Sometimes an innocent person
does have something to fear.
The city of Denver, Colorado is being sued by the American Civil Liberties Union for arresting and keeping people in jail who are the victims of mistaken identity:
More than 500 people were wrongly imprisoned in Denver's jails over seven years, with some spending weeks incarcerated or pleading guilty to crimes they did not commit before authorities realized they nabbed the wrong person, a federal court filing shows...Read that first paragraph again. Why are some people "pleading guilty to crimes they did not commit"? Is it because, even though they're completely innocent, they consider it their best option to get out of jail?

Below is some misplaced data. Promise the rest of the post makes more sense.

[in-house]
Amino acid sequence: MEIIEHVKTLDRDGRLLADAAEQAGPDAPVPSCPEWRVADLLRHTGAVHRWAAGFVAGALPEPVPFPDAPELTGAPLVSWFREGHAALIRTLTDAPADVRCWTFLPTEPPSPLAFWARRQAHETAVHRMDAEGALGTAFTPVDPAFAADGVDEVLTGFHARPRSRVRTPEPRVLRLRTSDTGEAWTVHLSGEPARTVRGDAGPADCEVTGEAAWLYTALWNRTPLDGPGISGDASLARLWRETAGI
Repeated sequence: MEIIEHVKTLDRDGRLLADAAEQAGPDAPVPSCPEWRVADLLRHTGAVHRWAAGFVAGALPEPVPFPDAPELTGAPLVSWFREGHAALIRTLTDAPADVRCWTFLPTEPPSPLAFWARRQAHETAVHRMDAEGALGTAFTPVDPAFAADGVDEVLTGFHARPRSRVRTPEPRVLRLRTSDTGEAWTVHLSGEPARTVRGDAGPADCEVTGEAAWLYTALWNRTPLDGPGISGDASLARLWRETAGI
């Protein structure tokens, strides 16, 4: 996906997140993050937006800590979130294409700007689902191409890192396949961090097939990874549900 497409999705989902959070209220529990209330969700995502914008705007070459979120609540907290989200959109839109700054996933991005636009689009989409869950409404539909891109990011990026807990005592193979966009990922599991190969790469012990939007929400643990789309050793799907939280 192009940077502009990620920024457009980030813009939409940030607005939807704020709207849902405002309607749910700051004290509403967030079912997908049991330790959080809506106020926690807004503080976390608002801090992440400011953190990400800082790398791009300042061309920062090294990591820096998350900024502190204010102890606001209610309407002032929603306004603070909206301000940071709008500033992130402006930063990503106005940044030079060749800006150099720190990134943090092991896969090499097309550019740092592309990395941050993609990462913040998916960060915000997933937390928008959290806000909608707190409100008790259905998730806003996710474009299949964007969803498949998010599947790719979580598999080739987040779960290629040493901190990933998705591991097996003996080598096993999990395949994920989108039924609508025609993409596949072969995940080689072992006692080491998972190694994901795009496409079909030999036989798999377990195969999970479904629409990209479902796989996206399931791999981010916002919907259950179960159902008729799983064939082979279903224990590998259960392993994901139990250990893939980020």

The wrongful arrests in Denver occurred for a variety of reasons. Often those wrongly held had the same names as criminals, but authorities failed to check their dates of birth. Some were wrongly arrested because their identities had been stolen. In other cases, the last name matched but not the first or middle.
It often took days and sometimes weeks before authorities realized they had the wrong person behind bars.
Read the complete article: Wrongfully jailed: Records detail more than 500 mistaken-identity arrests in Denver in seven years, The Denver Post>>
- The poster is from Alfred Hitchcock's film The Wrong Man, which dramatized a real-life case of mistaken identity.